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Do 1 Thing ENERGY STAR: Check Your Attic Insulation and Look for Air Leaks

2013 November 20

 

Winterizing blog 2.0

By: Doug Anderson

This week EPA invites you to “Do 1 Thing ENERGY STAR,” by sealing and insulating your home. This blog post is the second in a 5 part series from ENERGY STAR’s home envelope expert Doug Anderson about the benefits of sealing and insulating your home, and how you can get started this fall.

In yesterday’s blog, I talked about why sealing and insulating your home is one of the most important winter preparations you can do this fall. So if you are ready to get started, the first thing you will need to do is run a quick check of your home and list all of the opportunities for air sealing and adding insulation.

Start with a quick check of your attic insulation

Gather up a few handy tools, including a ladder, flashlight and camera. Find and open your attic hatch(es) and enter the attic or simply look inside. You can take a few pictures with your camera or cell phone of the insulation to study later or show to a retail associate or contractor so they understand what your current insulation levels are.

A rule of thumb is if the insulation is level with or below the floor joists, you probably need to add more insulation. You can also measure the depth to calculate the R-value. Typically you want at least R-30. It is recommended that you have R-48 in Northern climates.

Figure 1 - Add more insulation

Figure 1 – Add more insulation

 

Figure 2 - Probably enough insulation

Figure 2 – Probably enough insulation

 Next check for air leaks in the attic

While you are in the attic, do a quick visual inspection for common locations of air leaks. All you will need is a note pad, pen, flashlight and camera.  Record these in a sketch and take pictures so you know where to come back to later seal them.

Then check for air leaks in the rest of the house

Walk around the interior and exterior of your home and do a similar visual inspection for common locations of air leaks in around the house. You can also run simple do-it-yourself tests that can help you find hidden leaks and test if air is actually passing through gaps and cracks.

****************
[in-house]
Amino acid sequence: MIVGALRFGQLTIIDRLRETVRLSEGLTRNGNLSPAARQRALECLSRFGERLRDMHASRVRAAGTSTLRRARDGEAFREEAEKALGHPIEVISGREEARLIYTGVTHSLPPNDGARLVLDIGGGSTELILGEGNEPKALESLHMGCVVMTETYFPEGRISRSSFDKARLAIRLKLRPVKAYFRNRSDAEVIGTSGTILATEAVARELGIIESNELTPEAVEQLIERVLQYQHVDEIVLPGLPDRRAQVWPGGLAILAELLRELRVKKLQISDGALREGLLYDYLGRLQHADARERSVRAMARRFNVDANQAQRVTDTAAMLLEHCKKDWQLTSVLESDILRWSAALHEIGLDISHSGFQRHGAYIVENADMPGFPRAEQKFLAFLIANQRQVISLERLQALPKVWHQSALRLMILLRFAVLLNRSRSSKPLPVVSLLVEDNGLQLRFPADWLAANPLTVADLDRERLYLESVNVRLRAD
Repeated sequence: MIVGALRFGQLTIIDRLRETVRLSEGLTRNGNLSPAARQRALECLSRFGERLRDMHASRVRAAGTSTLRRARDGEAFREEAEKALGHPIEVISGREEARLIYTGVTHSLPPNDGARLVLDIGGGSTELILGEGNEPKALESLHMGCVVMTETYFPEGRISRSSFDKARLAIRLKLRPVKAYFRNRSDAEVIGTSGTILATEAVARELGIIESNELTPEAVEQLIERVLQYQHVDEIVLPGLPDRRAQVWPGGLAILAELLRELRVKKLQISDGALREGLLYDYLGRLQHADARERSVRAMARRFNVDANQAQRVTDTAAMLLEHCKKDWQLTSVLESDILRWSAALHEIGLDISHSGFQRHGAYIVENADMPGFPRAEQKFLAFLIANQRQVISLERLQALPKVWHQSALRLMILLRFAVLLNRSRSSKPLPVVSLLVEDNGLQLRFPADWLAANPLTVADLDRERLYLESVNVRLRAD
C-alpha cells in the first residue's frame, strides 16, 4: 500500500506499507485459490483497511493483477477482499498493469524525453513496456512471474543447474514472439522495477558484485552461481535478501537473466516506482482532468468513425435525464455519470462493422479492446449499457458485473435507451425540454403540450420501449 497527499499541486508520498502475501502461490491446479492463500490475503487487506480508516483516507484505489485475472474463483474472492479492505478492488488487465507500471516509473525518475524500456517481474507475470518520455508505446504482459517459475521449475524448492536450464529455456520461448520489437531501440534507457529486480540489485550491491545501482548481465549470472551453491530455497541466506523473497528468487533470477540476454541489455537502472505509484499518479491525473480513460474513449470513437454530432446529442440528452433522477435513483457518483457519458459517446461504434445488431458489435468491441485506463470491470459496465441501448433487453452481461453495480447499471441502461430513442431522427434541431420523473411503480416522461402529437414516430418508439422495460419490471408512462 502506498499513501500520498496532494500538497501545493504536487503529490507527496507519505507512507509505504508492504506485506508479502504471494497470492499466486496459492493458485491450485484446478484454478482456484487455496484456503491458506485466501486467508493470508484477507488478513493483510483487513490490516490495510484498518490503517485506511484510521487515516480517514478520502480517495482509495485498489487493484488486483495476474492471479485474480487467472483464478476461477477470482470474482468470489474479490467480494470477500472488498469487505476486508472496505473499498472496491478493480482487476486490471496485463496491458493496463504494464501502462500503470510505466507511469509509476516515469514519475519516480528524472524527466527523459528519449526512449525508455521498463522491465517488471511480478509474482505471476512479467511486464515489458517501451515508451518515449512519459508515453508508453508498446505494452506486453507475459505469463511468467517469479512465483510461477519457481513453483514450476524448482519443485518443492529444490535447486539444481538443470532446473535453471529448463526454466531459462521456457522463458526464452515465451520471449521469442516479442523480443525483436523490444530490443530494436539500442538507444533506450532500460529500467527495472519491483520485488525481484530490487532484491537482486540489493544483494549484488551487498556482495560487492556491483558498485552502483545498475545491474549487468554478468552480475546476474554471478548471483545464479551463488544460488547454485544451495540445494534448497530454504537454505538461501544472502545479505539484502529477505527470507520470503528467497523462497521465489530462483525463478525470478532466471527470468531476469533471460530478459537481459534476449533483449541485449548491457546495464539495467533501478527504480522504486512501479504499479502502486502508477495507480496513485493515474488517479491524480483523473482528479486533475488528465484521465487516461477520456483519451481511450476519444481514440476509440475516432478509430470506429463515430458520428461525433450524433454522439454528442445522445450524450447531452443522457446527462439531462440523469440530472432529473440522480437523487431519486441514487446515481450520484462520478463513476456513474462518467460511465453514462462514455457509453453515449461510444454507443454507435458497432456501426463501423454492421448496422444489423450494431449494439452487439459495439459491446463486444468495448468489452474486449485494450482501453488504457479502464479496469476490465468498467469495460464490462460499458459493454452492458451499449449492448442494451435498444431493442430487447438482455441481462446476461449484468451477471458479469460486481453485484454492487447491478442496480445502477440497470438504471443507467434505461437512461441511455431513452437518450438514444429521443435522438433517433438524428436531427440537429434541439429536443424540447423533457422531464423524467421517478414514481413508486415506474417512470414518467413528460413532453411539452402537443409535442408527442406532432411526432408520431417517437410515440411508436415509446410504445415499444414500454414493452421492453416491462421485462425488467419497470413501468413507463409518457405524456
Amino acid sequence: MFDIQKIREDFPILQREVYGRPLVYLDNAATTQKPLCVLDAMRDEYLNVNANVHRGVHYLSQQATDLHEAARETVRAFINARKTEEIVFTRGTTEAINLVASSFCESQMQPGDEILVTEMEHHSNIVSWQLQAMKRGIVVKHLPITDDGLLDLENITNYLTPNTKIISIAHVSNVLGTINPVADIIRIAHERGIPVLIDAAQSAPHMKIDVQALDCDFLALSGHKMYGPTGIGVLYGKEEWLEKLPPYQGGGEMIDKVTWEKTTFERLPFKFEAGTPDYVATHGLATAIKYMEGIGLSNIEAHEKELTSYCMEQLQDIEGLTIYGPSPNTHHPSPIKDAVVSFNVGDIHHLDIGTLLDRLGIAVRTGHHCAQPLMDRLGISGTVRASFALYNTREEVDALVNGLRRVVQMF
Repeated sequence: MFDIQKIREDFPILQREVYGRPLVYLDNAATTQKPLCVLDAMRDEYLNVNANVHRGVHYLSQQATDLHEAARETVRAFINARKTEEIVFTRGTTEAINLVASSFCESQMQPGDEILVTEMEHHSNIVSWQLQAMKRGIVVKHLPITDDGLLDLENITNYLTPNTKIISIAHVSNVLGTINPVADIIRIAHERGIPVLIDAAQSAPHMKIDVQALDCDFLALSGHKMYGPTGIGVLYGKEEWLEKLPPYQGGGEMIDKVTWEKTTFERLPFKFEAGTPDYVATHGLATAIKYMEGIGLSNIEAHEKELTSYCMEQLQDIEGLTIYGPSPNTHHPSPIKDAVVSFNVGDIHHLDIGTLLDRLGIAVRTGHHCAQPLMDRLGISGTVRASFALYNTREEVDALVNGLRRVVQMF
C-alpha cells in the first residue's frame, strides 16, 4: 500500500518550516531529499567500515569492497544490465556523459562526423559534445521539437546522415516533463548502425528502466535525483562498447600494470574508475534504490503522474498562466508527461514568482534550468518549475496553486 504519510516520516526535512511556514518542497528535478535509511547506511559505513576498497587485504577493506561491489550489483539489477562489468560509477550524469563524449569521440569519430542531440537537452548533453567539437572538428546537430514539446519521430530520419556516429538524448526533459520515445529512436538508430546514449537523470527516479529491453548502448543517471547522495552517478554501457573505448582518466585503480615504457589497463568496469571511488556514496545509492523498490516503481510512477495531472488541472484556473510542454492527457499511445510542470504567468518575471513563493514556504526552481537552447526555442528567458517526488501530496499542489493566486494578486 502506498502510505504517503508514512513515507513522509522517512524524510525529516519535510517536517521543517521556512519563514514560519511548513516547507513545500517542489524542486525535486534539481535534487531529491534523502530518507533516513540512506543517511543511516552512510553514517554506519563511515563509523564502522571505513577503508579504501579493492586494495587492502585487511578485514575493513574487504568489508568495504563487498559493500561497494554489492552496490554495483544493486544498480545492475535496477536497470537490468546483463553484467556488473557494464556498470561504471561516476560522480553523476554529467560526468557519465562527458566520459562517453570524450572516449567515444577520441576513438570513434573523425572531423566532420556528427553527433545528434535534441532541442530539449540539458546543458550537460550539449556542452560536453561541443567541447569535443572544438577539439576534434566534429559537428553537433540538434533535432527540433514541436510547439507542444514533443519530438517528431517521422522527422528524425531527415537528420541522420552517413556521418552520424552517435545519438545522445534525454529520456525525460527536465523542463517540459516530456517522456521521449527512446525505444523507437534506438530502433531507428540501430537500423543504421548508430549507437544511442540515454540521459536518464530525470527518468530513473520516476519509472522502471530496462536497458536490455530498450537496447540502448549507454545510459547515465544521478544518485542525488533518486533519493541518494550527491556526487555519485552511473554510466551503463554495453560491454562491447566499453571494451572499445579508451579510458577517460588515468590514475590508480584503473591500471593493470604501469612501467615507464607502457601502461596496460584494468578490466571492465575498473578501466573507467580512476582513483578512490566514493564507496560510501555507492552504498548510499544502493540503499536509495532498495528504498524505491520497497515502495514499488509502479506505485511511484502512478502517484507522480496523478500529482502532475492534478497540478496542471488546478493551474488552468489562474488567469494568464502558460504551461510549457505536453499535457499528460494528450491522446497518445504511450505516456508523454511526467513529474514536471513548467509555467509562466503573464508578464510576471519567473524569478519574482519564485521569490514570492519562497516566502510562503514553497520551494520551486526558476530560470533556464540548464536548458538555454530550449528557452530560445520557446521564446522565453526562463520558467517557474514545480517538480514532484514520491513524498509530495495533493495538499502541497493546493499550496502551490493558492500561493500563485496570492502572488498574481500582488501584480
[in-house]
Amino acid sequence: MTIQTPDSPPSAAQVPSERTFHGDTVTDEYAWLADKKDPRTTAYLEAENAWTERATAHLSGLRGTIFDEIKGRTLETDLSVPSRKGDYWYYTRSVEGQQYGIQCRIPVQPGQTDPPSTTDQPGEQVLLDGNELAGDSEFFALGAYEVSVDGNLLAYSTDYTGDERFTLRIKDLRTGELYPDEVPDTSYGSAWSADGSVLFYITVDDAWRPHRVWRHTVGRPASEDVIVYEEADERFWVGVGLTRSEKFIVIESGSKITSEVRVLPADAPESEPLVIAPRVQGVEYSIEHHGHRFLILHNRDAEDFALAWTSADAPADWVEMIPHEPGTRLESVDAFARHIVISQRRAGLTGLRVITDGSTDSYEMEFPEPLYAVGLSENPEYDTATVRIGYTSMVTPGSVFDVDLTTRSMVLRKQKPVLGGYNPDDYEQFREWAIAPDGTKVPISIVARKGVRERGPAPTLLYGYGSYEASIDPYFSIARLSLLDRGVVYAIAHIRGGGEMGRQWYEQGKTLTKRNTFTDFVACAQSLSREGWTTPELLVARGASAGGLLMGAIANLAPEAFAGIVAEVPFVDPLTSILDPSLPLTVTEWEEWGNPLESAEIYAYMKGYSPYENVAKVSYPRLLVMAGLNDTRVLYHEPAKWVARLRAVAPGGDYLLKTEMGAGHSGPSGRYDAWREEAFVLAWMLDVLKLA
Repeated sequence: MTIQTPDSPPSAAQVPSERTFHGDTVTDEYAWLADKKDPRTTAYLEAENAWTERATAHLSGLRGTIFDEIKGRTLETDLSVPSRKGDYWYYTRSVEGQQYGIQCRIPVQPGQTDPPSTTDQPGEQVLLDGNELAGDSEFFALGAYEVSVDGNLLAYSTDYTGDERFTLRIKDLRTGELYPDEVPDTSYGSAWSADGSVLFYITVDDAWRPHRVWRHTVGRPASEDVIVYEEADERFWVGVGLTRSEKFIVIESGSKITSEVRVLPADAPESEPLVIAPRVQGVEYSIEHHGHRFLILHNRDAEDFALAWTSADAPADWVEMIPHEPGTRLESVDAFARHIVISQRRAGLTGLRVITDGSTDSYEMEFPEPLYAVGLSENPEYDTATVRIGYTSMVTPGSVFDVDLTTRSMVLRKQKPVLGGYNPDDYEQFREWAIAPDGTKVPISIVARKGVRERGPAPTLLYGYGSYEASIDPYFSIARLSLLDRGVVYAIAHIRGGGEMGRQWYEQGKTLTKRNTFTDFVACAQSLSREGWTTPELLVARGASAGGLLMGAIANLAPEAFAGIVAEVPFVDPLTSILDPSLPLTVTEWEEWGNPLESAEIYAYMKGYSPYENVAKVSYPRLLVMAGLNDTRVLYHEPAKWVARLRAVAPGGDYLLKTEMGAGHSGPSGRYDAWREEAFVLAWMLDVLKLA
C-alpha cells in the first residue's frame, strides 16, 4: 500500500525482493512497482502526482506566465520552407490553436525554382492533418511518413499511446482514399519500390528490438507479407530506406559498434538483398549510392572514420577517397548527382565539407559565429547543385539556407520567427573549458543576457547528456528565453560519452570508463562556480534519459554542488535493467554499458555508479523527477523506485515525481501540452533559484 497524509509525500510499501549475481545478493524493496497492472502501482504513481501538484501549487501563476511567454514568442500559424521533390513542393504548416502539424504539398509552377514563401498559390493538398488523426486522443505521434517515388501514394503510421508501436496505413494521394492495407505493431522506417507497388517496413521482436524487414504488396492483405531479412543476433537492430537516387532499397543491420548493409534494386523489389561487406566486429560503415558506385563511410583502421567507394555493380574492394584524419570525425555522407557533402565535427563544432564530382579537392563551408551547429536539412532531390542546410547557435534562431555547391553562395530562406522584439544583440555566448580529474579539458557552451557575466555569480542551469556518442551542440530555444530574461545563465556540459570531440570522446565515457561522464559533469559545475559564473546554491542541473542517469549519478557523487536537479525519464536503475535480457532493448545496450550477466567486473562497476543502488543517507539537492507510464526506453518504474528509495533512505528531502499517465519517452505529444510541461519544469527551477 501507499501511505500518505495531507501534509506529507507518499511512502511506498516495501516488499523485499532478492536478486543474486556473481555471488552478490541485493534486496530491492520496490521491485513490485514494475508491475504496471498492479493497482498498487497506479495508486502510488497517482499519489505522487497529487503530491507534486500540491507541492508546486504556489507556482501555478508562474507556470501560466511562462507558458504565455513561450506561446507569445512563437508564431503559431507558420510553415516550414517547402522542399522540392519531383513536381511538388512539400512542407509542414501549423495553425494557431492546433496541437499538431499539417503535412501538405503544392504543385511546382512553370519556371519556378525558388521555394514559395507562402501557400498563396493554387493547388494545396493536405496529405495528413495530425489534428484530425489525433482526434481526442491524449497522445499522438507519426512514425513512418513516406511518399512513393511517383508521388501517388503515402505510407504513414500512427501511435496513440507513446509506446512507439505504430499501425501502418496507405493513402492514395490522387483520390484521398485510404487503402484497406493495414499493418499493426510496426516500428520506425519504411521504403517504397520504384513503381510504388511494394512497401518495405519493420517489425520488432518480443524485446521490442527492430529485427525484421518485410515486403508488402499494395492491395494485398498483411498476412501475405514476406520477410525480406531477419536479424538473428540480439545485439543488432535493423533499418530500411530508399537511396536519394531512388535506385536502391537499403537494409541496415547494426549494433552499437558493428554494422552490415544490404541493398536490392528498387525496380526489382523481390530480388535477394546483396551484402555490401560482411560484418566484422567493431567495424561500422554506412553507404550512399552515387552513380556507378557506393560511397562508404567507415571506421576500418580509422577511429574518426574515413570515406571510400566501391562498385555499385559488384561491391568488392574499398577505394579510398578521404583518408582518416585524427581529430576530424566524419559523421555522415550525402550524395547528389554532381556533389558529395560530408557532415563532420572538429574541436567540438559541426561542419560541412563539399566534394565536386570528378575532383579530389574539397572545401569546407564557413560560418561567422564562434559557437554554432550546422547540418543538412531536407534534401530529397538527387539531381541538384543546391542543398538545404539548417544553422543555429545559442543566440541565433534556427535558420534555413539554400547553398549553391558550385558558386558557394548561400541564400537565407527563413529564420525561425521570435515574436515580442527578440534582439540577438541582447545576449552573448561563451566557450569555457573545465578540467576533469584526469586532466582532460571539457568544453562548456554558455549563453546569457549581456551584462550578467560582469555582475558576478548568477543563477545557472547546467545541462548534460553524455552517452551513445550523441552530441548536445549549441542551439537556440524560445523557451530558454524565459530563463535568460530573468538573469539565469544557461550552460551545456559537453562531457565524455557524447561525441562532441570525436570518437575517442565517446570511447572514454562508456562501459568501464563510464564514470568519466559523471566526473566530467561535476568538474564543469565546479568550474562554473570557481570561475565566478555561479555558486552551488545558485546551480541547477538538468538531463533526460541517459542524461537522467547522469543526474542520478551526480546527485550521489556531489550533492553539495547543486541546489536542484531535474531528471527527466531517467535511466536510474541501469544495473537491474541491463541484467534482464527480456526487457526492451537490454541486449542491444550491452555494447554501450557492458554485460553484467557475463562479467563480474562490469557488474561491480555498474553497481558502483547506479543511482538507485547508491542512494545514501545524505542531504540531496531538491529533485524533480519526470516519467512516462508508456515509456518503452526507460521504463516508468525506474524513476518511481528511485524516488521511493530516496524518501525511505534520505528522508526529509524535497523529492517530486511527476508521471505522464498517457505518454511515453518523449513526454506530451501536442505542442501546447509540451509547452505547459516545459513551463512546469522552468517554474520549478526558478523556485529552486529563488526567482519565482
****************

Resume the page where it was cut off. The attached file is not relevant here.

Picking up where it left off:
Want a more thorough evaluation?

Consider hiring a home energy professional to perform a comprehensive energy audit to find hidden air leaks, pinpoint specific solutions for your home, and identify potential safety issues.

Get started!

Once you have a list of potential insulating and air sealing projects, visit the newly updated Seal and Insulate with ENERGY STAR website for guidance on how to prioritize your projects based on three factors: effort and costs, savings opportunity, and the problem you would like to fix.

Do 1 Thing ENERGY STAR this week. Check your home insulation and look for air leaks!

Doug Anderson is an ENERGY STAR Project Manager and has been with EPA for 13 years. He works on issues related to the home envelope, including insulation products and energy efficient residential windows.

Editor's Note: The opinions expressed here are those of the author. They do not reflect EPA policy, endorsement, or action, and EPA does not verify the accuracy or science of the contents of the blog.

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2 Responses leave one →
  1. kath morgan permalink
    September 7, 2014

    Checking for air leaks and fixing them up is a really good idea. This would ensure you get the most comfort out of your home insulation. Additionally, this is an effective way to save energy as much as possible. Thanks for the tips you provided in your article.

    _______________
    Tiptop Insulation
    In Home Insulation Specialists Adelaide

  2. Frank Metzel permalink
    October 9, 2014

    Hello, could you please advise on loft legs and loft lifters stilts for insulating an ttic? What is your view? https://www.youtube.com/watch?v=Ys2bmTVnVkM
    Thanks,
    Frank

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